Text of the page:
Sculpture With Photography
: How might camera-less photography provide a corollary to ephemeral/ time-based sculpture?

  • Phillip Hall-Patch

    Student thesis: Master's Thesis


    Ever since William Henry Fox Talbot used his plaster replica of the Bust of Patroclus (from 1842) as a model for the photographic invention he was developing, photography has had a long and entwined relationship with sculpture. It was not seen as a mortal threat (in the way that it occasioned proclamations of the death of painting), but rather a field of possibilities where the perception and meaning of sculpture could be explored. Whilst, in the 1960’s, sculpture experienced an expansion of its terms, photography was consigned to a predominantly visual and scopic functionary of documentation; capturing representations of fixed moments in time.

    This fine-art and practice-based research enquiry considers the relationships between photography: of sculpture, into sculpture and as sculpture, proposing that there may exist a preposition of ‘photography with sculpture’. As photography continues to develop its own expansion of terms, with a movement away from the digital and representational toward a materialist and phenomenological expression, this research explores if there may exist a conjoining of these expanded fields.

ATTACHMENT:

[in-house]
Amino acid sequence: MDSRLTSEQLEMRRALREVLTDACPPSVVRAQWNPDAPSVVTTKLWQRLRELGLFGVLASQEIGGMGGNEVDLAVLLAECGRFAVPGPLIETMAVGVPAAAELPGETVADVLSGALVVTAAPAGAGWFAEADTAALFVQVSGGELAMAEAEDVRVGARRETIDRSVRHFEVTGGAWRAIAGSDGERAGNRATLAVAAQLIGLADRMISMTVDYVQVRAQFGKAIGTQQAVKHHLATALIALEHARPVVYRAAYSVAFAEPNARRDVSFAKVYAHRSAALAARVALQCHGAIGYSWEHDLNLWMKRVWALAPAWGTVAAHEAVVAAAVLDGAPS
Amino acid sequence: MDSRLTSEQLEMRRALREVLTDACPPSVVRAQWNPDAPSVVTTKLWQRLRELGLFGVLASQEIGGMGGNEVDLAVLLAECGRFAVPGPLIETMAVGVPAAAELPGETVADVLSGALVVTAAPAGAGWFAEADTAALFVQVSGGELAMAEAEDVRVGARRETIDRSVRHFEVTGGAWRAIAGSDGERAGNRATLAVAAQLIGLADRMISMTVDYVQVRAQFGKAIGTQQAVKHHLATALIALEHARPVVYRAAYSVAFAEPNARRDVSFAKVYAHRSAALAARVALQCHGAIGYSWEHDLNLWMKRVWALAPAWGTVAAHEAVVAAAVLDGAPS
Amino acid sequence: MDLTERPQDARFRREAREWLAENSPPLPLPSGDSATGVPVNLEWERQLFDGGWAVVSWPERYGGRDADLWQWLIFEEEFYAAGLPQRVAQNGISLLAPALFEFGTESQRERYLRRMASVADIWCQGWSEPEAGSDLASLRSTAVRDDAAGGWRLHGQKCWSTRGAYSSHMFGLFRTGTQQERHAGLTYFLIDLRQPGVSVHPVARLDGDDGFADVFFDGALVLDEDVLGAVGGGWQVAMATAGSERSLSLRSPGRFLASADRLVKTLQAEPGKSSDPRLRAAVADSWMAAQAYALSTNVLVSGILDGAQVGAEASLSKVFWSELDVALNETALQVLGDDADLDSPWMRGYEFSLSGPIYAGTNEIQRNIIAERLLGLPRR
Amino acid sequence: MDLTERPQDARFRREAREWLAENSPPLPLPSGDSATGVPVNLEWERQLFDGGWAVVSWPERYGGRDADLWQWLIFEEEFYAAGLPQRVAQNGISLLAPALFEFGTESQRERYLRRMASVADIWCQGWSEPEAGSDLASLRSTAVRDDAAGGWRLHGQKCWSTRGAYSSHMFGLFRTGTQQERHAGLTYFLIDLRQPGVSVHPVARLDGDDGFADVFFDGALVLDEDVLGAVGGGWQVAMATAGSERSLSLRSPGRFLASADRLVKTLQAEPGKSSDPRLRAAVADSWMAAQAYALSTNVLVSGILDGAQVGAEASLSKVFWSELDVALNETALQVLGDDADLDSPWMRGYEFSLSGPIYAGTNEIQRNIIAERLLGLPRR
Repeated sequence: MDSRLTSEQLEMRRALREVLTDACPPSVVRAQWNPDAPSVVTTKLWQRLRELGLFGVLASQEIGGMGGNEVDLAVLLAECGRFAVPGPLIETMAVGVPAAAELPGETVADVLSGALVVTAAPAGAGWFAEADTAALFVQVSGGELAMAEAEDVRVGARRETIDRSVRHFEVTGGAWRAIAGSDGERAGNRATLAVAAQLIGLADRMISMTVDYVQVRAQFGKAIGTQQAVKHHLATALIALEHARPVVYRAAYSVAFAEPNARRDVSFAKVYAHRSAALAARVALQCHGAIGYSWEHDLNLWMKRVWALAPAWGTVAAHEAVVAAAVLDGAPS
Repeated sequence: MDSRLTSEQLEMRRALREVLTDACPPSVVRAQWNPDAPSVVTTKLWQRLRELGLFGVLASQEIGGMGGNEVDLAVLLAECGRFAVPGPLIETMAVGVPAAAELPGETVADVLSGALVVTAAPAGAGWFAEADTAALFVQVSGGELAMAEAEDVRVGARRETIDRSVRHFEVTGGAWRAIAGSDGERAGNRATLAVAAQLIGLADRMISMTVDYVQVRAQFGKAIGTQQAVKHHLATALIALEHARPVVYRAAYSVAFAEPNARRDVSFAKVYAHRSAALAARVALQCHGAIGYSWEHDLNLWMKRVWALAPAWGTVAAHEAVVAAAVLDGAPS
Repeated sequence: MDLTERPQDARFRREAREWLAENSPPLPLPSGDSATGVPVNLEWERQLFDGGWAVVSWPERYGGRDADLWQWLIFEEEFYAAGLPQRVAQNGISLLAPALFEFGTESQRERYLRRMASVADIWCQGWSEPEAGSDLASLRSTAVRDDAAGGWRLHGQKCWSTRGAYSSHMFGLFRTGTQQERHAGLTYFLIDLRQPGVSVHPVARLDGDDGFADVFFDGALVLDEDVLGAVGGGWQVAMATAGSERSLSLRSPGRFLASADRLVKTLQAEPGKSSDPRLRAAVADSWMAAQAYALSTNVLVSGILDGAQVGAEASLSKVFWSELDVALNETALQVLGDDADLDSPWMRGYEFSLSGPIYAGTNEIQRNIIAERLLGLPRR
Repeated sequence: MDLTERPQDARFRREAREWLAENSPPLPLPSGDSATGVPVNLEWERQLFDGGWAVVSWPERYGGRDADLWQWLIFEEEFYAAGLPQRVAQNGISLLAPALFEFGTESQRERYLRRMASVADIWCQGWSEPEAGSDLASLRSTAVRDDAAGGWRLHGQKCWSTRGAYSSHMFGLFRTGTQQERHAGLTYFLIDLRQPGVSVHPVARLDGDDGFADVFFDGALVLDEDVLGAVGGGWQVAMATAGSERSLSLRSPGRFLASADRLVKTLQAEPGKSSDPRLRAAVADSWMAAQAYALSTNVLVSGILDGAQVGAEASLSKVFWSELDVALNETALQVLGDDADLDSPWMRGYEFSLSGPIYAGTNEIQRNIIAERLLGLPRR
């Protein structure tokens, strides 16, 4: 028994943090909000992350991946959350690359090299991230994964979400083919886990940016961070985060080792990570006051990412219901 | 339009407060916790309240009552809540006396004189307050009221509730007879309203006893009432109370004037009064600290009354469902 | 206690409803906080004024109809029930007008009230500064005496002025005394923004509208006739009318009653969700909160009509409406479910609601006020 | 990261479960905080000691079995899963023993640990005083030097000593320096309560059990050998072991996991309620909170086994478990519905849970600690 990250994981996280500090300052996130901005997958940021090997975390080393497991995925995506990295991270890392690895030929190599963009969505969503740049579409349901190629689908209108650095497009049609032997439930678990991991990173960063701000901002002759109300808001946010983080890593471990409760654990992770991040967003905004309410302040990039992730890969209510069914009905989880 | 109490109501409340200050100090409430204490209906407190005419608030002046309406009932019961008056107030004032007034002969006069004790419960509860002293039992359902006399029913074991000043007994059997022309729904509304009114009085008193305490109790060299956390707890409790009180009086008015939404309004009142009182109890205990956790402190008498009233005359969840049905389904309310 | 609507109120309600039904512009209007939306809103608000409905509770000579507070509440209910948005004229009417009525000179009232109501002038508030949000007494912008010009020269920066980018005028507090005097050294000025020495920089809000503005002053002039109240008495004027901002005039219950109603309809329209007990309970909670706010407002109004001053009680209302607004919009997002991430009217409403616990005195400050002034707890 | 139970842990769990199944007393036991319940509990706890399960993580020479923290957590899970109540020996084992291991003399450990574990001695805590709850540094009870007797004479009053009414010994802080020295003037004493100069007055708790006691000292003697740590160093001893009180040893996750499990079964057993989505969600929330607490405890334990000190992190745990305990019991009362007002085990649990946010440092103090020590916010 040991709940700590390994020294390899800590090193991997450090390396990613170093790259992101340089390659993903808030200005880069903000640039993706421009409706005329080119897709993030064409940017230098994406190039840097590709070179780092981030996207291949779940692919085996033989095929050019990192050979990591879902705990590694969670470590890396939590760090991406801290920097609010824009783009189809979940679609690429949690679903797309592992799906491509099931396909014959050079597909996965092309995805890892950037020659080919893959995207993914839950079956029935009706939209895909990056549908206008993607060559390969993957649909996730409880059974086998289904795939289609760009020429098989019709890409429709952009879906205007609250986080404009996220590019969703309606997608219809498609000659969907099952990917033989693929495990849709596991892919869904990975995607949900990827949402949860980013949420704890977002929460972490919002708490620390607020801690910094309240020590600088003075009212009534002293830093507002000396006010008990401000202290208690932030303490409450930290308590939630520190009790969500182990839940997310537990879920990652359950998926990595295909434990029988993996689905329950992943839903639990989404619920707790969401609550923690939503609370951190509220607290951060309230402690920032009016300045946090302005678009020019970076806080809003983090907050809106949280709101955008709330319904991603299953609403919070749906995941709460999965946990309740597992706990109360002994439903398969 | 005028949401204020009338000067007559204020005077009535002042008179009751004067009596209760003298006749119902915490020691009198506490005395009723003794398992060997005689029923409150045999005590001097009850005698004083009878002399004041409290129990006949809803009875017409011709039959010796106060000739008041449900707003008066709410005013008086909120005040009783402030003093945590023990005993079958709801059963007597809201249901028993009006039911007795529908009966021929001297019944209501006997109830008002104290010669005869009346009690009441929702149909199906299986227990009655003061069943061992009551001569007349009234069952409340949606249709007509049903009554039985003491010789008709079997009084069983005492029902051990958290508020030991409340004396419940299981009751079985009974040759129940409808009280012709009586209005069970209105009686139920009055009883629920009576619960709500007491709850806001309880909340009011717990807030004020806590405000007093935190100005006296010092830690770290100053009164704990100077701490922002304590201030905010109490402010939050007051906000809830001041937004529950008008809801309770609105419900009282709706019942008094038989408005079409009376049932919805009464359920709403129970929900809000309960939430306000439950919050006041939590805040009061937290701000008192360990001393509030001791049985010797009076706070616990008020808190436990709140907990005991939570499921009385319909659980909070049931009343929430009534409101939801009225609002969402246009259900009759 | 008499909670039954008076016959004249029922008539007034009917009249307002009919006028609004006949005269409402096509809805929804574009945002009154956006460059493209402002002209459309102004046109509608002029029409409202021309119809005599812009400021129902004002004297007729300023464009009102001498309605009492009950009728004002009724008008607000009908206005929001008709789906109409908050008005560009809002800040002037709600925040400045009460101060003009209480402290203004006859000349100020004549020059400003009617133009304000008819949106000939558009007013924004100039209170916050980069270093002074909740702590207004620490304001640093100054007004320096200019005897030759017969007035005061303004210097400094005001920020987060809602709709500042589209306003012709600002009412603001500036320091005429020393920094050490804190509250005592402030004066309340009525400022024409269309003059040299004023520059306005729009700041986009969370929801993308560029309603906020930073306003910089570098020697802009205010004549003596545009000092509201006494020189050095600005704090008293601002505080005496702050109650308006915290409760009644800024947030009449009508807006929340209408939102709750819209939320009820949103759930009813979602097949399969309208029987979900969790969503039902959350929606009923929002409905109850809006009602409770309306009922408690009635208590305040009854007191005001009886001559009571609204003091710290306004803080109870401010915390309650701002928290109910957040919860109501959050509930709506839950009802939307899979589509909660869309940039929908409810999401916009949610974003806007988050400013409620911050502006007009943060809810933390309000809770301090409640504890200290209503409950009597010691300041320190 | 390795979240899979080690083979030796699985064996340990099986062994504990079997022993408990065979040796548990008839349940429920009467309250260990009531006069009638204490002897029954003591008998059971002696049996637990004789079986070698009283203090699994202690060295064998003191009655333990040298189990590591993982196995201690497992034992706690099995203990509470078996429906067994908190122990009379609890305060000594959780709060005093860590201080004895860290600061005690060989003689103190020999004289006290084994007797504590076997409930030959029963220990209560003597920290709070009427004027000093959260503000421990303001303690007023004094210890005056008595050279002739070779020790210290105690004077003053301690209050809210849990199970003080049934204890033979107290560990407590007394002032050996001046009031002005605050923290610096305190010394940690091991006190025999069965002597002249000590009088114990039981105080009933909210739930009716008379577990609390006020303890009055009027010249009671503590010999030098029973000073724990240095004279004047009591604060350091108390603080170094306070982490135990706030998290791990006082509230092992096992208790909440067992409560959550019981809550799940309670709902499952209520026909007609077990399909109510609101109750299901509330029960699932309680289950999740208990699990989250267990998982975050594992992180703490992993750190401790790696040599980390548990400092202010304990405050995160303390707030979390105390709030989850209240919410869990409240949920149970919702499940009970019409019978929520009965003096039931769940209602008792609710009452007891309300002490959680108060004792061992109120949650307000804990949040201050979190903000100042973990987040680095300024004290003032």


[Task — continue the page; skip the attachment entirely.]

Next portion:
With a specific focus on ephemeral sculpture and camera-less photography, the problematised question of time and the expression of the temporal are brought into sharp relief. Here a sculpture may transpose itself from a 3-dimensional to 2-dimensional form (where the “photograph” may yet retain an object status), where the sculpture may change over time, its representation may follow, tethered, continually inviting us – after Robert Morris – into a “present-tense” of photography. In this manner new readings may become possible with implications for our understanding of both disciplines.

    With rigorous documentation and reflection in the form of research diaries, a number of artefacts have been developed combining ephemeral salt sculptures with salt photography, reducing photography to the elemental nature of light sensitised surfaces, more or less fixed, with salt, to create unstable images.
    Date of Award1 Nov 2018
    Original languageEnglish
    SupervisorMary Anne Francis (Supervisor) & Jo Love (Supervisor)


    • Sculputre
    • Photography
    • Cameraless photograhy
    • Arts-led
    • Practice-based
    • Salt photography
    • Ephemeral sculpture

    Cite this